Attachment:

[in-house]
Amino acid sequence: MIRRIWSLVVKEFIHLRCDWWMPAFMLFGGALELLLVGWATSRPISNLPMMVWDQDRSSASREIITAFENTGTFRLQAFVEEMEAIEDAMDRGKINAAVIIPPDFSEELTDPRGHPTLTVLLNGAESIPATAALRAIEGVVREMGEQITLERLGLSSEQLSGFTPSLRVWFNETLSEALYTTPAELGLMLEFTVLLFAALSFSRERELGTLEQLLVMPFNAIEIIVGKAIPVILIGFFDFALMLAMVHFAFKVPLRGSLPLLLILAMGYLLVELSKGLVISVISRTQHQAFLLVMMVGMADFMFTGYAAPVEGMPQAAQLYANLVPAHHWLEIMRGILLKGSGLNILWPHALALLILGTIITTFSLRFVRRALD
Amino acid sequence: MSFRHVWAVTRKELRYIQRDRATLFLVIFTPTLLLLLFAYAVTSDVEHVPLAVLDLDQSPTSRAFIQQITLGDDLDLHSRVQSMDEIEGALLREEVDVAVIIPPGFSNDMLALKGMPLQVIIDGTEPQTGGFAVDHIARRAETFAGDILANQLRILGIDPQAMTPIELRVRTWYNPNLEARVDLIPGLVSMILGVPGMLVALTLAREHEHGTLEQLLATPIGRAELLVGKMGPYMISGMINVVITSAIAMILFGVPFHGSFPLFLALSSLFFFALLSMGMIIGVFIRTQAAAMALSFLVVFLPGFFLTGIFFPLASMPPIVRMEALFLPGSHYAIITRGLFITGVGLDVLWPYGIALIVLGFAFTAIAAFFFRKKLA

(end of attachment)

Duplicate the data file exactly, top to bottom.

[in-house]
Amino acid sequence: MIRRIWSLVVKEFIHLRCDWWMPAFMLFGGALELLLVGWATSRPISNLPMMVWDQDRSSASREIITAFENTGTFRLQAFVEEMEAIEDAMDRGKINAAVIIPPDFSEELTDPRGHPTLTVLLNGAESIPATAALRAIEGVVREMGEQITLERLGLSSEQLSGFTPSLRVWFNETLSEALYTTPAELGLMLEFTVLLFAALSFSRERELGTLEQLLVMPFNAIEIIVGKAIPVILIGFFDFALMLAMVHFAFKVPLRGSLPLLLILAMGYLLVELSKGLVISVISRTQHQAFLLVMMVGMADFMFTGYAAPVEGMPQAAQLYANLVPAHHWLEIMRGILLKGSGLNILWPHALALLILGTIITTFSLRFVRRALD
Amino acid sequence: MSFRHVWAVTRKELRYIQRDRATLFLVIFTPTLLLLLFAYAVTSDVEHVPLAVLDLDQSPTSRAFIQQITLGDDLDLHSRVQSMDEIEGALLREEVDVAVIIPPGFSNDMLALKGMPLQVIIDGTEPQTGGFAVDHIARRAETFAGDILANQLRILGIDPQAMTPIELRVRTWYNPNLEARVDLIPGLVSMILGVPGMLVALTLAREHEHGTLEQLLATPIGRAELLVGKMGPYMISGMINVVITSAIAMILFGVPFHGSFPLFLALSSLFFFALLSMGMIIGVFIRTQAAAMALSFLVVFLPGFFLTGIFFPLASMPPIVRMEALFLPGSHYAIITRGLFITGVGLDVLWPYGIALIVLGFAFTAIAAFFFRKKLA